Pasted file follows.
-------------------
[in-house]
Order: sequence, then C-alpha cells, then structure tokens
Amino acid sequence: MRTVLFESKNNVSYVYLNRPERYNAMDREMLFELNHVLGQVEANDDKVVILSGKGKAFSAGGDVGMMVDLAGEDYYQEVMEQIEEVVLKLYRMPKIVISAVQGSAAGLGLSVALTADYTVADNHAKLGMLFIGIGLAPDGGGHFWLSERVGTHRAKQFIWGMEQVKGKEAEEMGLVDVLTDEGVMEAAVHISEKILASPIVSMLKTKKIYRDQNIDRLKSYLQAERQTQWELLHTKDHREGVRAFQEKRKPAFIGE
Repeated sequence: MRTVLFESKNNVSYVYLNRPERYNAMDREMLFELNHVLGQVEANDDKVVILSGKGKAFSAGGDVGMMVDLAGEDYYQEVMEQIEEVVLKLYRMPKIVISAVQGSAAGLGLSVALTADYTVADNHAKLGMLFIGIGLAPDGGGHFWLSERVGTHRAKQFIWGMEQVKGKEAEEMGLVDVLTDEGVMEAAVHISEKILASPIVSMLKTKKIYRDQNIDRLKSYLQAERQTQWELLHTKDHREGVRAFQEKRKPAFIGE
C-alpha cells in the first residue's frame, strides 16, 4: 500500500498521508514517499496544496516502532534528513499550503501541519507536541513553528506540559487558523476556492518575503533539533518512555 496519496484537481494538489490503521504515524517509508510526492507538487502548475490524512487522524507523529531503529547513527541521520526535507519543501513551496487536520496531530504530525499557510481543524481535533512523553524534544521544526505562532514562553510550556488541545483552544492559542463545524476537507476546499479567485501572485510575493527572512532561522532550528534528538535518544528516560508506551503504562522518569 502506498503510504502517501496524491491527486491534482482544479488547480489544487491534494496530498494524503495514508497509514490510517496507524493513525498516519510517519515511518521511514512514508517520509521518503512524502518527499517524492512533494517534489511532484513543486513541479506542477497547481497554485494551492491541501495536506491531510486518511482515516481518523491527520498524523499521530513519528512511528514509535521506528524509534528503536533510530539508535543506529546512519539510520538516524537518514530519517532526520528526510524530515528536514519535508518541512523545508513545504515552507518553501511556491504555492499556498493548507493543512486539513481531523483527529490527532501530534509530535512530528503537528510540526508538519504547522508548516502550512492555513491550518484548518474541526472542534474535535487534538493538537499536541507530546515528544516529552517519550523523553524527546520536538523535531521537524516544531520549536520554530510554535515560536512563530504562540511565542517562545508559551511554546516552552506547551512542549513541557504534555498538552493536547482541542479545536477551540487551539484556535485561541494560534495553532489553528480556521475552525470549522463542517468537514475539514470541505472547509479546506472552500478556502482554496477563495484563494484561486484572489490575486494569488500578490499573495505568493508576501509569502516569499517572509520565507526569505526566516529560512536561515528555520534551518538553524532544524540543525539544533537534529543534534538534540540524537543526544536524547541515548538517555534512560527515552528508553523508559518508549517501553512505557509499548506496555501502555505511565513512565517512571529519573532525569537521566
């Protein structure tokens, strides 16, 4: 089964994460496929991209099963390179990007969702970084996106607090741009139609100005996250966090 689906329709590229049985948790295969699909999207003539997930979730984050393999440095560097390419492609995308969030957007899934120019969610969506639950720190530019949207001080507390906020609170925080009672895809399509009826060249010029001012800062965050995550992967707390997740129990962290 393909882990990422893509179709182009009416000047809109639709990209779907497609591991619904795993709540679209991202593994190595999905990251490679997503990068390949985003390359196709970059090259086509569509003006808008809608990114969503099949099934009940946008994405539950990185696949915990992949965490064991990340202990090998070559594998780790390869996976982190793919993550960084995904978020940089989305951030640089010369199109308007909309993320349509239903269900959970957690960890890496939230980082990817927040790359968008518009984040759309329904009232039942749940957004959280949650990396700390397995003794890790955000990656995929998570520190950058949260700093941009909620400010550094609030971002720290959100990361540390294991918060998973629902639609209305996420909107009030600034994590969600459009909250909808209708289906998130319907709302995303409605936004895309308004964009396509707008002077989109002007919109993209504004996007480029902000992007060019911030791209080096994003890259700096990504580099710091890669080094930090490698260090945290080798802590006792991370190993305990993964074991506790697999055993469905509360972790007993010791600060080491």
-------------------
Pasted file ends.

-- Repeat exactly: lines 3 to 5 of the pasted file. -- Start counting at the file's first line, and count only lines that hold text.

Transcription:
Amino acid sequence: MRTVLFESKNNVSYVYLNRPERYNAMDREMLFELNHVLGQVEANDDKVVILSGKGKAFSAGGDVGMMVDLAGEDYYQEVMEQIEEVVLKLYRMPKIVISAVQGSAAGLGLSVALTADYTVADNHAKLGMLFIGIGLAPDGGGHFWLSERVGTHRAKQFIWGMEQVKGKEAEEMGLVDVLTDEGVMEAAVHISEKILASPIVSMLKTKKIYRDQNIDRLKSYLQAERQTQWELLHTKDHREGVRAFQEKRKPAFIGE
Repeated sequence: MRTVLFESKNNVSYVYLNRPERYNAMDREMLFELNHVLGQVEANDDKVVILSGKGKAFSAGGDVGMMVDLAGEDYYQEVMEQIEEVVLKLYRMPKIVISAVQGSAAGLGLSVALTADYTVADNHAKLGMLFIGIGLAPDGGGHFWLSERVGTHRAKQFIWGMEQVKGKEAEEMGLVDVLTDEGVMEAAVHISEKILASPIVSMLKTKKIYRDQNIDRLKSYLQAERQTQWELLHTKDHREGVRAFQEKRKPAFIGE
C-alpha cells in the first residue's frame, strides 16, 4: 500500500498521508514517499496544496516502532534528513499550503501541519507536541513553528506540559487558523476556492518575503533539533518512555 496519496484537481494538489490503521504515524517509508510526492507538487502548475490524512487522524507523529531503529547513527541521520526535507519543501513551496487536520496531530504530525499557510481543524481535533512523553524534544521544526505562532514562553510550556488541545483552544492559542463545524476537507476546499479567485501572485510575493527572512532561522532550528534528538535518544528516560508506551503504562522518569 502506498503510504502517501496524491491527486491534482482544479488547480489544487491534494496530498494524503495514508497509514490510517496507524493513525498516519510517519515511518521511514512514508517520509521518503512524502518527499517524492512533494517534489511532484513543486513541479506542477497547481497554485494551492491541501495536506491531510486518511482515516481518523491527520498524523499521530513519528512511528514509535521506528524509534528503536533510530539508535543506529546512519539510520538516524537518514530519517532526520528526510524530515528536514519535508518541512523545508513545504515552507518553501511556491504555492499556498493548507493543512486539513481531523483527529490527532501530534509530535512530528503537528510540526508538519504547522508548516502550512492555513491550518484548518474541526472542534474535535487534538493538537499536541507530546515528544516529552517519550523523553524527546520536538523535531521537524516544531520549536520554530510554535515560536512563530504562540511565542517562545508559551511554546516552552506547551512542549513541557504534555498538552493536547482541542479545536477551540487551539484556535485561541494560534495553532489553528480556521475552525470549522463542517468537514475539514470541505472547509479546506472552500478556502482554496477563495484563494484561486484572489490575486494569488500578490499573495505568493508576501509569502516569499517572509520565507526569505526566516529560512536561515528555520534551518538553524532544524540543525539544533537534529543534534538534540540524537543526544536524547541515548538517555534512560527515552528508553523508559518508549517501553512505557509499548506496555501502555505511565513512565517512571529519573532525569537521566